was runner-up, with six points.
Poor shooting on the part of our
boys kept the score down, and does
not clearly indicate their superior-
ity over the visitors. Many set-up
shots were muffed, and many scor-
ing opportunities were not taken
advantage of.
By virtue of their victory over
the Foss team, the boys from
Border have been made favorites to
go through the season undefeated,
and to represent the North Side
in the City Tournament. Two
games are scheduled for the com
ing week. On Monday evening at
8 o’clock, the local aggregation
meets the Fremont Congregational
team on the Jordan Jr. High floor.
Thursday, Feb. 6th, at 9 p. m., the
Russell Lutheran team comes to
Phyllis Wheatley to complete the
first round in the double round
zrobin schedule.
| FORUM |
THE MINNEAPOLIS SUNDAY
FORUM
♦ • ♦
The Minneapolis Sunday Forum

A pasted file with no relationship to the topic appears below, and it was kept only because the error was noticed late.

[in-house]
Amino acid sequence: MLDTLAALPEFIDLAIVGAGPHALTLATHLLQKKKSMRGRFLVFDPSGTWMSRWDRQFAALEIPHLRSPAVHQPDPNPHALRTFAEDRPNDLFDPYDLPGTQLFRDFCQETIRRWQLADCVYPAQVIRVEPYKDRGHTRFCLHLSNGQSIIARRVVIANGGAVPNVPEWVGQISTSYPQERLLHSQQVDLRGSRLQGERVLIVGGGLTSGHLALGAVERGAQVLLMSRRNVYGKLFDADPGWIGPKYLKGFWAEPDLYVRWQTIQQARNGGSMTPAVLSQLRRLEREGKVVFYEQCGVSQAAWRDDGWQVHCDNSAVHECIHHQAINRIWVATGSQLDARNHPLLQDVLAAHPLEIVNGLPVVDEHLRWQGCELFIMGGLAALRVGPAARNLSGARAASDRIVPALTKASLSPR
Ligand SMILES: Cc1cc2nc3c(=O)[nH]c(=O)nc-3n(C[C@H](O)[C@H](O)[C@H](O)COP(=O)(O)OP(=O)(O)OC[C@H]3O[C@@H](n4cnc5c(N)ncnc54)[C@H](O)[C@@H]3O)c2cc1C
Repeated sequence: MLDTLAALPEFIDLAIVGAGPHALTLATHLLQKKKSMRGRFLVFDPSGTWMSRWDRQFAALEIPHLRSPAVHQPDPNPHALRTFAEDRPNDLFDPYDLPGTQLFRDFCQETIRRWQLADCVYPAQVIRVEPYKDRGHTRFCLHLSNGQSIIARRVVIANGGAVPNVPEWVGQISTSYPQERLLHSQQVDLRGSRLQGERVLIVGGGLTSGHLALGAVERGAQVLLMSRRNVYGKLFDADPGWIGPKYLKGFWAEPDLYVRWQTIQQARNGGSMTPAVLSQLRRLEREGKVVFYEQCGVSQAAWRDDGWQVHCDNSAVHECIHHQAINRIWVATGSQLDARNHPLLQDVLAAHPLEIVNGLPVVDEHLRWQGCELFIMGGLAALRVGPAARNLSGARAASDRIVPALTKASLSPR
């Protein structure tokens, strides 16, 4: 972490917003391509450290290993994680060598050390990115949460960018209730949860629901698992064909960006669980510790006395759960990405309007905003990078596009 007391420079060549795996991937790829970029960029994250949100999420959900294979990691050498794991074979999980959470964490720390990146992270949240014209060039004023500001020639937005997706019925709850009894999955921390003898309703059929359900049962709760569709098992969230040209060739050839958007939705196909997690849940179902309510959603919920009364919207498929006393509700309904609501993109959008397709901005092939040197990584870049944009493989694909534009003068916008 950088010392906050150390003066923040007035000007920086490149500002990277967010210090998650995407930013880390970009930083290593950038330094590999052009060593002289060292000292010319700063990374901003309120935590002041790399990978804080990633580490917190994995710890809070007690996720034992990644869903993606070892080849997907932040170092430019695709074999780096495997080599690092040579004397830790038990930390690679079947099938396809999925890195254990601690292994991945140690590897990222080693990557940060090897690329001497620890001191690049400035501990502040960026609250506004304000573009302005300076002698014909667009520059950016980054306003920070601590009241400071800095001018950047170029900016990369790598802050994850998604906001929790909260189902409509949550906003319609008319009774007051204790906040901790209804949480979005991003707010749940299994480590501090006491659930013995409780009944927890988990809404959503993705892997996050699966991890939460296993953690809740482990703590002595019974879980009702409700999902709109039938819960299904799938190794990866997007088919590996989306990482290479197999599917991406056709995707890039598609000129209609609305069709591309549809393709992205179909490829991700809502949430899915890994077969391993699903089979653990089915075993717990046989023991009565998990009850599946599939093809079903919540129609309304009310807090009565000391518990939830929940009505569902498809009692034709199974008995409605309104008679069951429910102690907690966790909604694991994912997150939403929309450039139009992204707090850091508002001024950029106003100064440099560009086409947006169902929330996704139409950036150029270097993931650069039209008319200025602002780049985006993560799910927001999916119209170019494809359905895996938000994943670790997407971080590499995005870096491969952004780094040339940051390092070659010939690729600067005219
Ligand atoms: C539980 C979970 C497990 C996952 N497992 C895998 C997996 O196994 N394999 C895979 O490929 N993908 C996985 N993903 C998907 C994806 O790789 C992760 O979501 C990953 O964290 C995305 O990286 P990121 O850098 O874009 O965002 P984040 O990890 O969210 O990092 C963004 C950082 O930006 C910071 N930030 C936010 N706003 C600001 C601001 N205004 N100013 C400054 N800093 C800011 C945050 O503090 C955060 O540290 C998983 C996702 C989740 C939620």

will have the pleasure of seeing a
two-act play presented by the
Northside Dramatic Class. The
name of the play is “A Night and
a Day.” The cast consists of nine
talented women. This group has
given some very entertaining pro
ductions. Miss M. Louise Bohanon,
who is the director of the class, has
had a great deal of experience in
the field of dramatics. She is a
graduate of the University of Pur
due, with a minor in drama. Re
member Sunday Forum, Phyllis
Wheatley House, 4 p. m.
PEACE MISSION
This writer had the privilege to
be on the same platform as guest
speaker as Mr. James Ford of New
York City. The writer explained
about mental telepathy and that
it is reincarnatable.
Pope Pius XI, Vatican, Rome, is
being the recipient of Father Di
vine’s platform, Department of
Righteous Government, Interna
tional Convention. Father Divine
personally wrote him a wonderful
letter.
President Roosevelt has received
a most beautiful letter from Father
Divine, and anyone wishing to see
them can get a copy of them at
12 So. 9th St., Minneapolis, pub
lished in the “Spoken Word,” a
magazine that carries Father Di
vine’s messages. Hoping you en